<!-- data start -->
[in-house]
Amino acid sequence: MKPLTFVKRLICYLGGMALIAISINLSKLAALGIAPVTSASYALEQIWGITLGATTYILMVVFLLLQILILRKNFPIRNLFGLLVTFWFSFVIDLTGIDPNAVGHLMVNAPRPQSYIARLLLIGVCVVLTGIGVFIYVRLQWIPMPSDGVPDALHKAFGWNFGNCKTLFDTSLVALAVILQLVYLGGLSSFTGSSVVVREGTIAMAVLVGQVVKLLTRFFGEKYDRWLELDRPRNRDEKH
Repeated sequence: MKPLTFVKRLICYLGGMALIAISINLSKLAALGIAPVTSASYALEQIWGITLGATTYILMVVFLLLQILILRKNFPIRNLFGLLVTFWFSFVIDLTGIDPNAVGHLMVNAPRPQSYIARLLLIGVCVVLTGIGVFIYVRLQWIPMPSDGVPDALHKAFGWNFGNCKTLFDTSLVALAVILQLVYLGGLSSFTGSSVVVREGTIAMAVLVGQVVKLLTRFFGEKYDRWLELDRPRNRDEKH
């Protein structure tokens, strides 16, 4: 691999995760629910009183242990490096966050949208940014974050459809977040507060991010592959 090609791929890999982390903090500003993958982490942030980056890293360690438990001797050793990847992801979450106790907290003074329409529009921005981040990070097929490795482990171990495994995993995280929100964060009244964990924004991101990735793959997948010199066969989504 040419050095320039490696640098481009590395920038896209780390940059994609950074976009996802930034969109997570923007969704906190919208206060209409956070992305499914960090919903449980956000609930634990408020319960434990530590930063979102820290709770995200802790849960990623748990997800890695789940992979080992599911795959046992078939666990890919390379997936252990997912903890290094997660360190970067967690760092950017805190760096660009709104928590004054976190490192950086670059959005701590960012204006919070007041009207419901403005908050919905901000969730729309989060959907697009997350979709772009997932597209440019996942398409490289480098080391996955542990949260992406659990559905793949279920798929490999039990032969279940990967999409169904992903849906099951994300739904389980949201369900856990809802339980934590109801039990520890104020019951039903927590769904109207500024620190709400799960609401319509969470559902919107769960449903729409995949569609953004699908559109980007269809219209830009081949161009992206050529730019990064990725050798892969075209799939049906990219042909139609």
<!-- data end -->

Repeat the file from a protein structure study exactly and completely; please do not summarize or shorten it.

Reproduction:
[in-house]
Amino acid sequence: MKPLTFVKRLICYLGGMALIAISINLSKLAALGIAPVTSASYALEQIWGITLGATTYILMVVFLLLQILILRKNFPIRNLFGLLVTFWFSFVIDLTGIDPNAVGHLMVNAPRPQSYIARLLLIGVCVVLTGIGVFIYVRLQWIPMPSDGVPDALHKAFGWNFGNCKTLFDTSLVALAVILQLVYLGGLSSFTGSSVVVREGTIAMAVLVGQVVKLLTRFFGEKYDRWLELDRPRNRDEKH
Repeated sequence: MKPLTFVKRLICYLGGMALIAISINLSKLAALGIAPVTSASYALEQIWGITLGATTYILMVVFLLLQILILRKNFPIRNLFGLLVTFWFSFVIDLTGIDPNAVGHLMVNAPRPQSYIARLLLIGVCVVLTGIGVFIYVRLQWIPMPSDGVPDALHKAFGWNFGNCKTLFDTSLVALAVILQLVYLGGLSSFTGSSVVVREGTIAMAVLVGQVVKLLTRFFGEKYDRWLELDRPRNRDEKH
């Protein structure tokens, strides 16, 4: 691999995760629910009183242990490096966050949208940014974050459809977040507060991010592959 090609791929890999982390903090500003993958982490942030980056890293360690438990001797050793990847992801979450106790907290003074329409529009921005981040990070097929490795482990171990495994995993995280929100964060009244964990924004991101990735793959997948010199066969989504 040419050095320039490696640098481009590395920038896209780390940059994609950074976009996802930034969109997570923007969704906190919208206060209409956070992305499914960090919903449980956000609930634990408020319960434990530590930063979102820290709770995200802790849960990623748990997800890695789940992979080992599911795959046992078939666990890919390379997936252990997912903890290094997660360190970067967690760092950017805190760096660009709104928590004054976190490192950086670059959005701590960012204006919070007041009207419901403005908050919905901000969730729309989060959907697009997350979709772009997932597209440019996942398409490289480098080391996955542990949260992406659990559905793949279920798929490999039990032969279940990967999409169904992903849906099951994300739904389980949201369900856990809802339980934590109801039990520890104020019951039903927590769904109207500024620190709400799960609401319509969470559902919107769960449903729409995949569609953004699908559109980007269809219209830009081949161009992206050529730019990064990725050798892969075209799939049906990219042909139609």